A new award created by the Alabama State Bar honoring leadership in providing free legal services will be presented this month to U.S. District Judge W. Harold Albritton III. Incidentally, and most fitting, Judge Albritton is the man for whom the award is named. While State Bar president (1990-91), Judge Albritton helped create the organization’s Volunteer Lawyers Program to provide free legal service to the poor and disadvantaged. Some 25% of the state’s lawyers participate in the program. Jim Pratt, the current State Bar president, said in a news release:
Judge Harold Albritton has demonstrated a selfless commitment to increasing access to justice for Alabamians. His extraordinary work provides us with inspiring examples of what is possible and helps raise public awareness of the importance of access to justice for all, not just for those who can afford it.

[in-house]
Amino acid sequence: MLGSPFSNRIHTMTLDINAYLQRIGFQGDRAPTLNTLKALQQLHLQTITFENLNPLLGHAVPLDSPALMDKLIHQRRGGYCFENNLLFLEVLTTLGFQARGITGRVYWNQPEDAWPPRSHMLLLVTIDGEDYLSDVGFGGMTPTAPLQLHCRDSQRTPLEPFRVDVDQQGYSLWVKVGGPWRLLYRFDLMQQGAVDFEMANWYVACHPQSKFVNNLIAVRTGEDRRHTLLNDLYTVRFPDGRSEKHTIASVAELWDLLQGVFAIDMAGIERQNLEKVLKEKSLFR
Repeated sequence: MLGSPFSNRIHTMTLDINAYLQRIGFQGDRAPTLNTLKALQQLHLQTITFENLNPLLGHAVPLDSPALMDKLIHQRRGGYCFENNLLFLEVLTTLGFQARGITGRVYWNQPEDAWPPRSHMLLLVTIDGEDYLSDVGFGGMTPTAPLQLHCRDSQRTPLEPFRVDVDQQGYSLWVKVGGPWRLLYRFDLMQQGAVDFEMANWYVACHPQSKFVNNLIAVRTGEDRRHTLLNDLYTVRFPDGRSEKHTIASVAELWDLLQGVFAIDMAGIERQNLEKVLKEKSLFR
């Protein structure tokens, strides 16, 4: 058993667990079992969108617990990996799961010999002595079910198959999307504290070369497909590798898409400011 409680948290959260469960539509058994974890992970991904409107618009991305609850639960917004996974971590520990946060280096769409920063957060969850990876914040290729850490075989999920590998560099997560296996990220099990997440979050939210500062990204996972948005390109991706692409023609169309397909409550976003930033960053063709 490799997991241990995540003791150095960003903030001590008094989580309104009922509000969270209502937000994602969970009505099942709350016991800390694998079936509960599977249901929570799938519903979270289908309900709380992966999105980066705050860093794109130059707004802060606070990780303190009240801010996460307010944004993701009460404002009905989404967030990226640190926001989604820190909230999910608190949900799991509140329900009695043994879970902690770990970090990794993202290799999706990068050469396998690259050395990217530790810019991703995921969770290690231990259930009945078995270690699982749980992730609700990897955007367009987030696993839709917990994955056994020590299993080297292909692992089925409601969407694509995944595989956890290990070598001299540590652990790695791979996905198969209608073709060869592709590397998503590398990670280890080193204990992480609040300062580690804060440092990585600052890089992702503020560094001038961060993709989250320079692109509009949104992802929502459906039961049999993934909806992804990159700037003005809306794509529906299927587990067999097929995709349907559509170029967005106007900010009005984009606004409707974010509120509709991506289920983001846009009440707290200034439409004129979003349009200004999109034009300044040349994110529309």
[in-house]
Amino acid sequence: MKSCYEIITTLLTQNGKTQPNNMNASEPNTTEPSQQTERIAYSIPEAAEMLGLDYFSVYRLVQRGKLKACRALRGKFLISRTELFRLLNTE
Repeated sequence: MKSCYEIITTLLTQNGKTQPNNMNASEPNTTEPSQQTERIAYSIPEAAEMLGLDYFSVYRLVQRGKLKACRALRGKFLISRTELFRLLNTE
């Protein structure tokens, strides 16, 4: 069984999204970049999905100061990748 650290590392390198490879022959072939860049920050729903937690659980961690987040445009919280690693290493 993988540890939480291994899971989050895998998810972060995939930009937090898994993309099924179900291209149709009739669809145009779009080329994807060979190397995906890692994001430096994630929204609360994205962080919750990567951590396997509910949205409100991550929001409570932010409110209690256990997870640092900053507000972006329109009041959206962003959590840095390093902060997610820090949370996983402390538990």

Asked during his 1991 confirmation hearing before a U.S. Senate committee about the need for lawyers to provide free legal service, Judge Albritton described it as the profession’s “highest calling,” telling the Senators:
It is something that should not be done grudgingly, but should be embraced willingly. They will never receive a fee during their entire career that will make them feel more pride in being a lawyer than they will by the grateful tears on the cheek of someone who cannot afford legal services benefitting from their help.
Judge Albritton is certainly deserving of this honor. I can think of nothing better than a public official being recognized for really having a concern for the poor. Judge Albritton is to be commended for his work in this area of concern.
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